Friends, family and colleagues have mentioned my lack of posts recently - which also indicates a lack of attention to baking and cooking in general on my part - so here is what I made at the weekend [all gone now] - coffee and walnut cake from the Peyton and Byrne cookbook.
for the cake
200g walnut halves 200g unsalted butter 200g caster sugar 200g self raising flour 3 tbsp instant coffee dissolved in 2 tbsp of hot water 4 eggs
for the topping
300g cream cheese 50g light brown sugar
Heat the oven to 170C/gas 3 and butter a springform or loose bottom tin and line with greaseproof paper Spread the walnuts on a tray, toast in the oven for about 7 minutes [my fan oven only took 5 minutes so keep an eye out for them] Allow the walnuts to cool then put half aside for your topping and crush/chop the other half for the cake mix
Cream together the butter and sugar
Then add the eggs one by one, mixing really well between each one
Beat in the coffee and then fold in the flour and the crushed walnuts
Pour the mixture into the baking tin and pop in the oven for 45-55 minutes Remove the cake from oven and allow to cool in the tin for about 5 minutes [the book says 10 but I find this too long and the greaseproof paper sticks]
Run a knife around the inside edge and turn the cake out onto a wire rack The cake needs to completely cool before you add the topping - this can take around two hours - so factor it in if you are making it for an afternoon tea For the topping, beat the cream cheese and sugar together in a bowl until fully mixed and creamy - spread it over the cake, cover with the whole walnuts and dust with icing sugar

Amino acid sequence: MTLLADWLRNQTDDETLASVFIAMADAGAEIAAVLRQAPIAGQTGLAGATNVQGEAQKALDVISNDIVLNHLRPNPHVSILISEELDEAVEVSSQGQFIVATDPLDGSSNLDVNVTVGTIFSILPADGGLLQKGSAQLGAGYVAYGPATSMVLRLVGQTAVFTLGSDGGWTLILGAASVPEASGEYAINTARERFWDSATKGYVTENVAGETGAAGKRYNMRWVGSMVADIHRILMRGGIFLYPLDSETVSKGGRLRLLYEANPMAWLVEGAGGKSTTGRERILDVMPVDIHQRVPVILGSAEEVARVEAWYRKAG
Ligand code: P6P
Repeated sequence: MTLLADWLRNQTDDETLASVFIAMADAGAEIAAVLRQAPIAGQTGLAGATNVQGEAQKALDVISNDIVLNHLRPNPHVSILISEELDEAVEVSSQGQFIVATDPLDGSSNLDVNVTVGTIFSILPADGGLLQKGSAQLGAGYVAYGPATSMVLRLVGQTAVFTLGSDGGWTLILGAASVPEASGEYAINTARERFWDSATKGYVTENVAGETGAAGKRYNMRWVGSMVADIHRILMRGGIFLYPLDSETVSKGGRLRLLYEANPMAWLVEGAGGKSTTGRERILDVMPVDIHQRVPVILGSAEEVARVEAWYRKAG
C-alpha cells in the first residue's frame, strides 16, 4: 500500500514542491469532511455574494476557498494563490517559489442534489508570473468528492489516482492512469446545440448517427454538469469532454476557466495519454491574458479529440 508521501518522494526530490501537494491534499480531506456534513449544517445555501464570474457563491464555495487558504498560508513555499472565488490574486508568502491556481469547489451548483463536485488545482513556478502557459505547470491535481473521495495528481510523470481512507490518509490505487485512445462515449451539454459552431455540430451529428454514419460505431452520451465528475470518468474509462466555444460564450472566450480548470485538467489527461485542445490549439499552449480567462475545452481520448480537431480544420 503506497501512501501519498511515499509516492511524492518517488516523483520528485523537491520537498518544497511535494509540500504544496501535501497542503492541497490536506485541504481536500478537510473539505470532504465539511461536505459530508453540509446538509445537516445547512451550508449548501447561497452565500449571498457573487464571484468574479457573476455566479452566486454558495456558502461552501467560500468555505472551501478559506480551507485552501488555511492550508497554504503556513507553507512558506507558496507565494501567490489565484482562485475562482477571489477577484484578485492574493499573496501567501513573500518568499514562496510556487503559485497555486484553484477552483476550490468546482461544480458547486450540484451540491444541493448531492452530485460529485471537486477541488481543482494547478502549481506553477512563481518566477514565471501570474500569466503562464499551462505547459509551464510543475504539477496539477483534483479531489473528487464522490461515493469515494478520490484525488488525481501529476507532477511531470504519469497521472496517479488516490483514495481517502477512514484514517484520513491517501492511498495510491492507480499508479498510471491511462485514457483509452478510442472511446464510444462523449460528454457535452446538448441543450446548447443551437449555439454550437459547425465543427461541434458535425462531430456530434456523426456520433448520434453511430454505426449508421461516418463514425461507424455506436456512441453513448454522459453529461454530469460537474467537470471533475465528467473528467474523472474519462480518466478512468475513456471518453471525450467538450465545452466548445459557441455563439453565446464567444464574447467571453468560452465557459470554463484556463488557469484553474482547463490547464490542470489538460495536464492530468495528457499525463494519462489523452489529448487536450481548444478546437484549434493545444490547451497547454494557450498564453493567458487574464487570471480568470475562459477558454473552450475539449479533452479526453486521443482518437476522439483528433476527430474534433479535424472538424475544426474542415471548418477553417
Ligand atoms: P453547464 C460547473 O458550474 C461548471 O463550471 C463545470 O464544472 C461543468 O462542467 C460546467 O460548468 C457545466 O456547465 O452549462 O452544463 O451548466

I was a bit suspicous of the topping - sugar and cream cheese and no coffee? - but it worked really well and stopped the cake being too overloaded with the flavour of coffee. And just to be contrary I had my coffee cake with a big pot of tea.
This year I got three very good but very different cookbooks and I am only now really getting round to trying out some of their recipes.
The Two Greedy Italians satisfies my love of all things Italian and contains a recipe combining two of my favourite ingredients - broccoli and anchovies.
Casa Moro gives me Sam and Sam Clark's second book of middle eastern inspired food. I find their recipes very light and refreshing even though I often find this style of food heavy in restaurants. One of my favourite recipes is Turlu Turlu from their first book. I have already given the Moroccan eggs a go and I can see them becoming a staple supper dish - or indulgent late Sunday breakfast.
Larousse Gastronomique satisfies my inner geek - discovering the history of food and the practices that surround how produce moves from field to table.
It also gives me a new source of recipes to test, try and become favourites. Christmas and New Year this year were wonderful because it is the first one in the new house and with my amazing new kitchen but I was so busy on the run up that I stuck to recipes and meals I knew well. So now I want to do a bit of culinary exploration.
I also want to come up with some good dishes as my London colleagues will be up in Scotland in March and will be visiting me. I have spent a lot of time working in our London office recently and I have been taken care of in great style by many of my colleagues. Now that they will be up in Glasgow for our annual conference I have the chance to repay the favour. So the search is on.